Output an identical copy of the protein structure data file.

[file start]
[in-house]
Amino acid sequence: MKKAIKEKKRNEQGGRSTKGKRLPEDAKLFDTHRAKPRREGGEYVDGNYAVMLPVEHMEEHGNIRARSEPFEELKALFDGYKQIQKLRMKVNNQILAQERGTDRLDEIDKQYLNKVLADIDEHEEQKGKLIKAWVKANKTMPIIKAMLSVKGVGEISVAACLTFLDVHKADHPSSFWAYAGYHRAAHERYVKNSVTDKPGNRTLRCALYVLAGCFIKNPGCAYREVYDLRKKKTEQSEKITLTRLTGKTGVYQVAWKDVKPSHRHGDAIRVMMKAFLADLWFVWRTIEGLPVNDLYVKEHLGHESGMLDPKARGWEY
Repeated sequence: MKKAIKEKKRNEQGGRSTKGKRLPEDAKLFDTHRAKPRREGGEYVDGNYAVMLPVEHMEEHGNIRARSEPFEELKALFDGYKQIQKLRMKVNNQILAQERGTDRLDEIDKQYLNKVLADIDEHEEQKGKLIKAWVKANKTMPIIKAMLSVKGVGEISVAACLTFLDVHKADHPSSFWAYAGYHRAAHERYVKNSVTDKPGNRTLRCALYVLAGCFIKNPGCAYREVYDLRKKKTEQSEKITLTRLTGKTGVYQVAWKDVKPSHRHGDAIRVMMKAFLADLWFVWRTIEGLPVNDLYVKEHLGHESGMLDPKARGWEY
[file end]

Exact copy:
[in-house]
Amino acid sequence: MKKAIKEKKRNEQGGRSTKGKRLPEDAKLFDTHRAKPRREGGEYVDGNYAVMLPVEHMEEHGNIRARSEPFEELKALFDGYKQIQKLRMKVNNQILAQERGTDRLDEIDKQYLNKVLADIDEHEEQKGKLIKAWVKANKTMPIIKAMLSVKGVGEISVAACLTFLDVHKADHPSSFWAYAGYHRAAHERYVKNSVTDKPGNRTLRCALYVLAGCFIKNPGCAYREVYDLRKKKTEQSEKITLTRLTGKTGVYQVAWKDVKPSHRHGDAIRVMMKAFLADLWFVWRTIEGLPVNDLYVKEHLGHESGMLDPKARGWEY
Repeated sequence: MKKAIKEKKRNEQGGRSTKGKRLPEDAKLFDTHRAKPRREGGEYVDGNYAVMLPVEHMEEHGNIRARSEPFEELKALFDGYKQIQKLRMKVNNQILAQERGTDRLDEIDKQYLNKVLADIDEHEEQKGKLIKAWVKANKTMPIIKAMLSVKGVGEISVAACLTFLDVHKADHPSSFWAYAGYHRAAHERYVKNSVTDKPGNRTLRCALYVLAGCFIKNPGCAYREVYDLRKKKTEQSEKITLTRLTGKTGVYQVAWKDVKPSHRHGDAIRVMMKAFLADLWFVWRTIEGLPVNDLYVKEHLGHESGMLDPKARGWEY